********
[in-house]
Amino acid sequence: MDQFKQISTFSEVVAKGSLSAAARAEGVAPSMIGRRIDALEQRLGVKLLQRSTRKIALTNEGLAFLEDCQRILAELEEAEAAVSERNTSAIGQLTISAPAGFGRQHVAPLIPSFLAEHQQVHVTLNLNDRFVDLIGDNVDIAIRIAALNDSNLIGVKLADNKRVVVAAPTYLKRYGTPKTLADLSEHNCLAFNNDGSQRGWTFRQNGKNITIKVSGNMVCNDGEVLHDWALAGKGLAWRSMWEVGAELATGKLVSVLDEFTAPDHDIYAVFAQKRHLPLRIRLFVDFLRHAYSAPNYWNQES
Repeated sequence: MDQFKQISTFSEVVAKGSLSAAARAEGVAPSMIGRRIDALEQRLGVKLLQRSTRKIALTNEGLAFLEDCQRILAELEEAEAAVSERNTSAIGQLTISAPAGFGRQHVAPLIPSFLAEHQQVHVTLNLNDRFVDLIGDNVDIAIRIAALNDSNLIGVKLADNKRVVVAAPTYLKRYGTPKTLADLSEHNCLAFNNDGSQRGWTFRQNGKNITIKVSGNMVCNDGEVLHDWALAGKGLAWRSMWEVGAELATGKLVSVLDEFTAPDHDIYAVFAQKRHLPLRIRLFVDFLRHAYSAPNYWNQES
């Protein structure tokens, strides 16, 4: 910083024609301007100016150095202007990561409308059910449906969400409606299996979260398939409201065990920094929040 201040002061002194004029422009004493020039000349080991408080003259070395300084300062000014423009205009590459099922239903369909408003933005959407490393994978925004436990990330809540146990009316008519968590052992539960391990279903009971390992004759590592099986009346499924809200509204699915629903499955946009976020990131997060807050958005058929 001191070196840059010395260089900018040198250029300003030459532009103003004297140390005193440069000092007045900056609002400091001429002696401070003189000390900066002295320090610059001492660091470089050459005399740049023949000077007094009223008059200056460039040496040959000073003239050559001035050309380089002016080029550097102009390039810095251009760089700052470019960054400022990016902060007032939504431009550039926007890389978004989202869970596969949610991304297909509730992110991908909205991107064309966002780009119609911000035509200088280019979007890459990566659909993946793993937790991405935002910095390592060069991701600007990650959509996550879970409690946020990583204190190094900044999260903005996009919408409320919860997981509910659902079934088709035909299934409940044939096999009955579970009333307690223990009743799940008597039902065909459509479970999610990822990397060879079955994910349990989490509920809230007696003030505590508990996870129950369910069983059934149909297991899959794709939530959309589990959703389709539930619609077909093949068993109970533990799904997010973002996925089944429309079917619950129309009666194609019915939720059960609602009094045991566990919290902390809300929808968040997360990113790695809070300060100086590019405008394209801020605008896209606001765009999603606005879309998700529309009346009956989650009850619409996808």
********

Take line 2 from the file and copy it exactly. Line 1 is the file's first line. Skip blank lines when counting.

Amino acid sequence: MDQFKQISTFSEVVAKGSLSAAARAEGVAPSMIGRRIDALEQRLGVKLLQRSTRKIALTNEGLAFLEDCQRILAELEEAEAAVSERNTSAIGQLTISAPAGFGRQHVAPLIPSFLAEHQQVHVTLNLNDRFVDLIGDNVDIAIRIAALNDSNLIGVKLADNKRVVVAAPTYLKRYGTPKTLADLSEHNCLAFNNDGSQRGWTFRQNGKNITIKVSGNMVCNDGEVLHDWALAGKGLAWRSMWEVGAELATGKLVSVLDEFTAPDHDIYAVFAQKRHLPLRIRLFVDFLRHAYSAPNYWNQES